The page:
Your prospect is usually exposed to dozens of ads for basically the same product/service. Obviously, he or she is not going to take “action” on every single ad.

So, how do “you” ensure that they will respond to “your” marketing piece and take the specific action you intended?

Certainly, not by “assuming” that they will “know” or “figure out” what you want them to do.

In order for a business owner to tell prospects exactly what action to take next, the business owner must know what that action should be.

Once you know the “psychological buying sequence” the next expected action becomes obvious.

4. Call for more information

Closely related to mistake number 3, is the marketing piece that again simply “announces” the business name, lists a few basic features of the product or service, ends with an address and phone number… and then asks the prospect to “Call for More Information”.

One of the last things a prospect wants is to think:

  • What information should they ask for?
  • Does this mean that the business doesn’t have a brochure or any other literature?
  • Are they going to have to take notes?
  • Will there be a test?

The other thing “no prospect” wants is to feel pressured.

Whether it’s true or not, the average prospect “assumes” that they’ll get a “high-pressured” sales pitch if they call.

Most do not want to risk this pain.

Therefore, the “Call for More Information” tag is almost always ignored.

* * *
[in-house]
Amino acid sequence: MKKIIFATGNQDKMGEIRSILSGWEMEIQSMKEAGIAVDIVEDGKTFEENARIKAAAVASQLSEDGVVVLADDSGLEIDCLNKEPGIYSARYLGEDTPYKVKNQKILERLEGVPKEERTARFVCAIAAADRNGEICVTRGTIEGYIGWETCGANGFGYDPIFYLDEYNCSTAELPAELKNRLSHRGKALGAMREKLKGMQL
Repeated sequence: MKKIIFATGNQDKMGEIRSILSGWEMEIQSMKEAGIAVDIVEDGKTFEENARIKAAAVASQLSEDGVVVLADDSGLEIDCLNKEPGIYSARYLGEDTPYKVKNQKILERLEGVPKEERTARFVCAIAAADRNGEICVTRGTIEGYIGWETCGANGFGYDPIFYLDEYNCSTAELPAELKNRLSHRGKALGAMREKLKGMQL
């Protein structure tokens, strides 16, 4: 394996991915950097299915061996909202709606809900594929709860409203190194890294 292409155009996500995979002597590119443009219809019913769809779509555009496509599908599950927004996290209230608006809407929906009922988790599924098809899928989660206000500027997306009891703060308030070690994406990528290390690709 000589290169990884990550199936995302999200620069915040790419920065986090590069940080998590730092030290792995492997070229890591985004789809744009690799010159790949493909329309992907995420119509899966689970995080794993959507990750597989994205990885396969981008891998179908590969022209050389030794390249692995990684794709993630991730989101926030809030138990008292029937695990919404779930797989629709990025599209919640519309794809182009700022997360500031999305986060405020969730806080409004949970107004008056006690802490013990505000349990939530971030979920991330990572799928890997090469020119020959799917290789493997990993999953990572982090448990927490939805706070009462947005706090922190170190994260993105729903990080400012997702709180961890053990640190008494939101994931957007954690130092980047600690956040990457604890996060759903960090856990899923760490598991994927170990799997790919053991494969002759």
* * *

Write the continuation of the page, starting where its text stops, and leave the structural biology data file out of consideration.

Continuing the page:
While “some” prospects may not have a problem responding to this “vague” directive, the majority do.

If you doubt this… try putting it at the bottom of your marketing pieces. You’ll soon be convinced that few prospects, if any, respond to the “Call for More Information” marketing mistake.

5. Focusing on you instead of your customer

It seems natural to tell your prospects about you and your company. We’re proud of what we do and how we do it and we “assume” that our prospects will be impressed and motivated to take action.

“We’ve been in business for 16 years…”

“We are an award-winning, cutting-edge organization…”

“We are equipped with the latest micro-techno, laser-guided, nuclear-activated widget-gizmos…”

Too often these phrases evoke the following responses from prospects:

“So what?” “Big deal.” “Who cares?”

Please don’t misunderstand. I’m not saying that your marketing materials shouldn’t include background information about you and your company and/or specifications about your product/service. I’m saying that this should be “supportive” information, not your “primary” marketing message. It’s a costly marketing mistake to think that prospects “care” about the same things you care about.

They rarely do.

However, they do care deeply about something entirely different. Once you know what that is, and you address it powerfully and clearly in your marketing, you will begin to draw prospects to you like a magnet.

6. Not using effective free/low-cost marketing methods

Ask the typical small business owner what marketing is, and he/she will probably reply, “Advertising.”

What kinds of advertising?

“Yellow Page ads, newspaper ads, magazine ads, radio ads, television ads, billboards, bus cards, mailings, etc.”

While all of these advertising devices can certainly be a “part” of a successful marketing mix, there are also dozens of “low-cost” and “no-cost” marketing methods available to the small business marketer.